Prisoner suicide is suicide by an inmate in a prison. Prisons in the United Kingdom had a sharp rise in suicides between 1972 and 1987, with hanging being the most common suicide method. A study found that 47% of the deaths in Finnish prisons were suicides. Large percentages of those who commit suicide in prison do so after having recently received mental health services. The suicide rate in U.S. federal prisons is lower than the nationwide average. Pretrial detainees tend to have higher rates of suicide than other inmates, and suicides occur most commonly in isolation cells. The most common time for suicides to occur is in the early morning hours. Suicidal inmates are sometimes put on suicide watch. In the United States, liability can arise if jail and prison officials demonstrate deliberate indifference toward a prisoner's suicidal tendencies, as suicidal inmates are regarded as being in need of medical care.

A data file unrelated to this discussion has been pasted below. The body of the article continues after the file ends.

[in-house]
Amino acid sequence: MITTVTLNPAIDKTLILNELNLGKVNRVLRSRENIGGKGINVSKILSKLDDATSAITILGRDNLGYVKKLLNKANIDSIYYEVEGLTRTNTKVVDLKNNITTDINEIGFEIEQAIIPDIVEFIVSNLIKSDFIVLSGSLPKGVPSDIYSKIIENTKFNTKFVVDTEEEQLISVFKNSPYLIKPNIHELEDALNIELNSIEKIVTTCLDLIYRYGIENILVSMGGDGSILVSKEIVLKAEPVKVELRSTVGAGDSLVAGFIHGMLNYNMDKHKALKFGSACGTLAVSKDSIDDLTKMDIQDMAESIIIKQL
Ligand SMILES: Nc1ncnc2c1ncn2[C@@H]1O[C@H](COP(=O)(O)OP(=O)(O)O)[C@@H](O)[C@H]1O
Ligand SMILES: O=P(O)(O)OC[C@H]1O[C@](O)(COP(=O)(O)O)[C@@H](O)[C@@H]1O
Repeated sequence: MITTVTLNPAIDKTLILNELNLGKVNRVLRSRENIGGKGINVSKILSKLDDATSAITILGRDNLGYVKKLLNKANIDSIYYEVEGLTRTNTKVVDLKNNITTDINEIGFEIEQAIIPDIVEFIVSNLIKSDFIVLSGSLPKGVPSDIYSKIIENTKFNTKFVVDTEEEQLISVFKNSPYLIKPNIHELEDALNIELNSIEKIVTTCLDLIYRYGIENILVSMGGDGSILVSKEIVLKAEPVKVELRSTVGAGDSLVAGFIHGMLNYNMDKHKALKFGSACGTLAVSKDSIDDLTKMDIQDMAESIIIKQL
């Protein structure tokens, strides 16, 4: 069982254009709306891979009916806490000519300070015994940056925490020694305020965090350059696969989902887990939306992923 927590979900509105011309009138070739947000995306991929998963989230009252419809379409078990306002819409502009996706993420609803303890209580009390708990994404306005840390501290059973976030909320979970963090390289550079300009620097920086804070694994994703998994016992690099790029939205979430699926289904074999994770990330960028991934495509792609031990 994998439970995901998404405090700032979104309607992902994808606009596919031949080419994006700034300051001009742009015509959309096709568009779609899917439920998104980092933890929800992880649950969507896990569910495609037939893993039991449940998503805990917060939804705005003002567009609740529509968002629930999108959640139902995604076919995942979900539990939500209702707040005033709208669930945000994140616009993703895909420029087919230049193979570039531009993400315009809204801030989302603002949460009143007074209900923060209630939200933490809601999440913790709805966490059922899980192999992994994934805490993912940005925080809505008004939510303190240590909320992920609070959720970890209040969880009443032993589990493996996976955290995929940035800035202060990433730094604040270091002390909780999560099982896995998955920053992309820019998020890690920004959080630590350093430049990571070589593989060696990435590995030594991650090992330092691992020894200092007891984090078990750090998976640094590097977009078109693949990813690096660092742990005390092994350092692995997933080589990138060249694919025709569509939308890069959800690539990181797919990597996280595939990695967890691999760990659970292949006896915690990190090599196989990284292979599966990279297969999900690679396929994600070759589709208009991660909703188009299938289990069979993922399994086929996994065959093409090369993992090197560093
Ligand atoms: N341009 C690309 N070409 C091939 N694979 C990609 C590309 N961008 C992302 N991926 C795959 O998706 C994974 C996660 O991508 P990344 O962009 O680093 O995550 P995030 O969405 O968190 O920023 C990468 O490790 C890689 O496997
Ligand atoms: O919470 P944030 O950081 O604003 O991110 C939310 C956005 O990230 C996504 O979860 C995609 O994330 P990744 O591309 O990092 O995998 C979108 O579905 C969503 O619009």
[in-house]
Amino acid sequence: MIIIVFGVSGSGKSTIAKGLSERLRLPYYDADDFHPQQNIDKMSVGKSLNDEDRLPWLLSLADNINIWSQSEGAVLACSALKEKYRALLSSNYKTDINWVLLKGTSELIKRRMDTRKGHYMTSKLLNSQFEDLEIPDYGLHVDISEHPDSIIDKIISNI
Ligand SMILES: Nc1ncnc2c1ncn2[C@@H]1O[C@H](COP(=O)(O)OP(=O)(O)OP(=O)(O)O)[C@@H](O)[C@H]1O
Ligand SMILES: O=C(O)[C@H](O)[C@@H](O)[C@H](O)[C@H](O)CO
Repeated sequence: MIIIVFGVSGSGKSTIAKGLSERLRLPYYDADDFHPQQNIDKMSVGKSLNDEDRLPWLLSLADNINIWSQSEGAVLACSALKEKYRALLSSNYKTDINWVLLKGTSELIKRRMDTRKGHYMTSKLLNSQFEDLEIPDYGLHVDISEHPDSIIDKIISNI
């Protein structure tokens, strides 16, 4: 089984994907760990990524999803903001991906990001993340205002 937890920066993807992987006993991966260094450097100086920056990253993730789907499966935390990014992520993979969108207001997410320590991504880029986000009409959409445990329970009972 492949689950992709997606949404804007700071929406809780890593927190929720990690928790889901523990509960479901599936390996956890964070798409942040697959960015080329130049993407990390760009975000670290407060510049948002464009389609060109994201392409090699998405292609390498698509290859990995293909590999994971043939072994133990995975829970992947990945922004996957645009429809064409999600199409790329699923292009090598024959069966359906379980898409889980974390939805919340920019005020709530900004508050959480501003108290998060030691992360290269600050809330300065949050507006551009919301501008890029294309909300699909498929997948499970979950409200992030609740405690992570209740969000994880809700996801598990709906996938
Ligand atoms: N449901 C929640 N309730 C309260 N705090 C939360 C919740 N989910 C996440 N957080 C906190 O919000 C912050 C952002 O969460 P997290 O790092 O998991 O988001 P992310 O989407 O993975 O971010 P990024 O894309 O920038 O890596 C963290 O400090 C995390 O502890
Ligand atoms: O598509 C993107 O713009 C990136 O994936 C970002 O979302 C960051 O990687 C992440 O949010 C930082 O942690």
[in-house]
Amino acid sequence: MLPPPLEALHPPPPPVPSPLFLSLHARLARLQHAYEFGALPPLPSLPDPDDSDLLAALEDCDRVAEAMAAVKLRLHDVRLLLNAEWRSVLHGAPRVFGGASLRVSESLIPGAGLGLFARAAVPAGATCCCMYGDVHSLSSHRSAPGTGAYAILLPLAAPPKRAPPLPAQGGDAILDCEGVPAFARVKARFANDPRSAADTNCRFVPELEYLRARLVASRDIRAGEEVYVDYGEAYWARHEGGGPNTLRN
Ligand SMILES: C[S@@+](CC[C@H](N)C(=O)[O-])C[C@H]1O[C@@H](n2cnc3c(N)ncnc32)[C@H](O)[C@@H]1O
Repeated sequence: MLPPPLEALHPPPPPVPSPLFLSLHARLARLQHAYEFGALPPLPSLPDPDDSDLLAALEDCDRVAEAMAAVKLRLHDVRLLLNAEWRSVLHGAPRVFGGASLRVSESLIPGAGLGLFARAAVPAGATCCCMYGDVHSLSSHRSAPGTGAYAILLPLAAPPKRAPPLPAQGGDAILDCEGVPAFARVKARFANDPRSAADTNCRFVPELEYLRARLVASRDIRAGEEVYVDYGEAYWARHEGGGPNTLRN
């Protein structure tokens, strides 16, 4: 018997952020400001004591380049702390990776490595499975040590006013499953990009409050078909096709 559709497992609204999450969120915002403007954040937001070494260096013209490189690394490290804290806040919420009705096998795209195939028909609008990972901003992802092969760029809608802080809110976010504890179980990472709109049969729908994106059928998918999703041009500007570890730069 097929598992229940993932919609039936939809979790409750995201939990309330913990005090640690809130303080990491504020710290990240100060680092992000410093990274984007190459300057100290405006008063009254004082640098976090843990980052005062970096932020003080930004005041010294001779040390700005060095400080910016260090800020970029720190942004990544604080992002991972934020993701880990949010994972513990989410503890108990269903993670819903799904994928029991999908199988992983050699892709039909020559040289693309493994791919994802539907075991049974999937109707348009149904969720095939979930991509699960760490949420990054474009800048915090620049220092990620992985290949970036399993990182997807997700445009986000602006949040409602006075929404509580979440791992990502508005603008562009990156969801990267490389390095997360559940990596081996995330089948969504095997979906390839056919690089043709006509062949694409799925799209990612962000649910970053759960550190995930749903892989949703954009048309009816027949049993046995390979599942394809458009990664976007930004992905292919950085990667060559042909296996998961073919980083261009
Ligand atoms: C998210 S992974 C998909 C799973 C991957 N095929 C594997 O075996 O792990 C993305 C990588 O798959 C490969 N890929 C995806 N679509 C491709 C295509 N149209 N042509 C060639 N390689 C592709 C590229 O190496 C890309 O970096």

See also 
- ^ E Dooley (1990), Prison suicide in England and Wales, 1972-87, The British Journal of Psychiatry
- ^ M Joukamaa (1997), Prison suicide in Finland, 1969–1992, Forensic science international
- ^ BB Way, R Miraglia, DA Sawyer, R Beer, Factors related to suicide in New York state prisons, International Journal
- ^ http://www.bop.gov/inmate_programs/mental.jsp
- ^ http://www.bop.gov/news/PDFs/sum89.pdf
- ^ Roberts v. City of Troy, 773 F. 2d 720 (Court of Appeals, 6th Circuit 1985).